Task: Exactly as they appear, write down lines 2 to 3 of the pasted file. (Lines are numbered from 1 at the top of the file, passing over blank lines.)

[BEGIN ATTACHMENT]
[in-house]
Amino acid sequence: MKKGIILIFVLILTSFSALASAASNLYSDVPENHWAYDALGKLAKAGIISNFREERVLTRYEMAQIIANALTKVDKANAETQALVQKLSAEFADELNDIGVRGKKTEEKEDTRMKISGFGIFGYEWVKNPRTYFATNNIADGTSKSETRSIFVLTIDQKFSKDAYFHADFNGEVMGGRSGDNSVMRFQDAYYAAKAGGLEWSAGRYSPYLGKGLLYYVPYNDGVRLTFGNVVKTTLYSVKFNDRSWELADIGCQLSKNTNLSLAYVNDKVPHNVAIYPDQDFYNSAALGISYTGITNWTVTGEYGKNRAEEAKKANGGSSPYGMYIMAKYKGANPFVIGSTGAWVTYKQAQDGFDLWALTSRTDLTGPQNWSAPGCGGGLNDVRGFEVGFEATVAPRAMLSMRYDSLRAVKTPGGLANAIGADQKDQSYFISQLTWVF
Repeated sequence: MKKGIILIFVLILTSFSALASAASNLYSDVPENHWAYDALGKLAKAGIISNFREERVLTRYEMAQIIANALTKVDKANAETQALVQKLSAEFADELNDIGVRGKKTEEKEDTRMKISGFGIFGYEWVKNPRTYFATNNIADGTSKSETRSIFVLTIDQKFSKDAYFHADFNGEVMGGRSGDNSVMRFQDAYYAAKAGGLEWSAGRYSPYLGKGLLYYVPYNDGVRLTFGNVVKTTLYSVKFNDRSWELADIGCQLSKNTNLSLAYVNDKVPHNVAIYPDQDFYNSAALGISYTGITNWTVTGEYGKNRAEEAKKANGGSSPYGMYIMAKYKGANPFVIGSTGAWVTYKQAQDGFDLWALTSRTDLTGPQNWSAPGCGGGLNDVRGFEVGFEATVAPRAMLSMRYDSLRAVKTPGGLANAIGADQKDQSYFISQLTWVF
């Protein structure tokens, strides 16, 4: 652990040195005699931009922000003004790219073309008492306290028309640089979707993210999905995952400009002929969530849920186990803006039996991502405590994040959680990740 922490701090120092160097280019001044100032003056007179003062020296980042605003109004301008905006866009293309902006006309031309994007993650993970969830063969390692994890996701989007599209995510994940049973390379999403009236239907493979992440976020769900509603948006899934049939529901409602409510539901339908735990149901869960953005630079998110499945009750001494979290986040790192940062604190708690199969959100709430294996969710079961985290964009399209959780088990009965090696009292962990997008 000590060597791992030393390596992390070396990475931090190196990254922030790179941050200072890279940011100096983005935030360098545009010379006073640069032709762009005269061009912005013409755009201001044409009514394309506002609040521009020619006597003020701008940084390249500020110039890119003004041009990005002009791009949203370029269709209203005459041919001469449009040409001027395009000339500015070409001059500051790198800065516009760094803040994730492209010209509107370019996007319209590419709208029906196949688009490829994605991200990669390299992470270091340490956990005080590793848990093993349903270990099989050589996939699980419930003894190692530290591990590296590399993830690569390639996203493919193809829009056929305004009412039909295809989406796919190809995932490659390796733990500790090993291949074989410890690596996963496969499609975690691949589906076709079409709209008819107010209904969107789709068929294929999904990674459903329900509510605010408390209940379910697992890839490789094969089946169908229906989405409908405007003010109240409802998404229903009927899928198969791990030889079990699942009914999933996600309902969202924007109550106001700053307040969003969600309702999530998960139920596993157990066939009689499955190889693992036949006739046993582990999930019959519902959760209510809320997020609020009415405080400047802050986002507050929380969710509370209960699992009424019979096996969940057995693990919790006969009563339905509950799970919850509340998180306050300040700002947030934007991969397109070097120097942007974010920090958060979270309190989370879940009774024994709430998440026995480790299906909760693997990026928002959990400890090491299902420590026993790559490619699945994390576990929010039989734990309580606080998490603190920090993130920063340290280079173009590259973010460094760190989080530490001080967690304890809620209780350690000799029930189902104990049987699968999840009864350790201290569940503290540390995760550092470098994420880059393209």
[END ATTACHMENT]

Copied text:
Amino acid sequence: MKKGIILIFVLILTSFSALASAASNLYSDVPENHWAYDALGKLAKAGIISNFREERVLTRYEMAQIIANALTKVDKANAETQALVQKLSAEFADELNDIGVRGKKTEEKEDTRMKISGFGIFGYEWVKNPRTYFATNNIADGTSKSETRSIFVLTIDQKFSKDAYFHADFNGEVMGGRSGDNSVMRFQDAYYAAKAGGLEWSAGRYSPYLGKGLLYYVPYNDGVRLTFGNVVKTTLYSVKFNDRSWELADIGCQLSKNTNLSLAYVNDKVPHNVAIYPDQDFYNSAALGISYTGITNWTVTGEYGKNRAEEAKKANGGSSPYGMYIMAKYKGANPFVIGSTGAWVTYKQAQDGFDLWALTSRTDLTGPQNWSAPGCGGGLNDVRGFEVGFEATVAPRAMLSMRYDSLRAVKTPGGLANAIGADQKDQSYFISQLTWVF
Repeated sequence: MKKGIILIFVLILTSFSALASAASNLYSDVPENHWAYDALGKLAKAGIISNFREERVLTRYEMAQIIANALTKVDKANAETQALVQKLSAEFADELNDIGVRGKKTEEKEDTRMKISGFGIFGYEWVKNPRTYFATNNIADGTSKSETRSIFVLTIDQKFSKDAYFHADFNGEVMGGRSGDNSVMRFQDAYYAAKAGGLEWSAGRYSPYLGKGLLYYVPYNDGVRLTFGNVVKTTLYSVKFNDRSWELADIGCQLSKNTNLSLAYVNDKVPHNVAIYPDQDFYNSAALGISYTGITNWTVTGEYGKNRAEEAKKANGGSSPYGMYIMAKYKGANPFVIGSTGAWVTYKQAQDGFDLWALTSRTDLTGPQNWSAPGCGGGLNDVRGFEVGFEATVAPRAMLSMRYDSLRAVKTPGGLANAIGADQKDQSYFISQLTWVF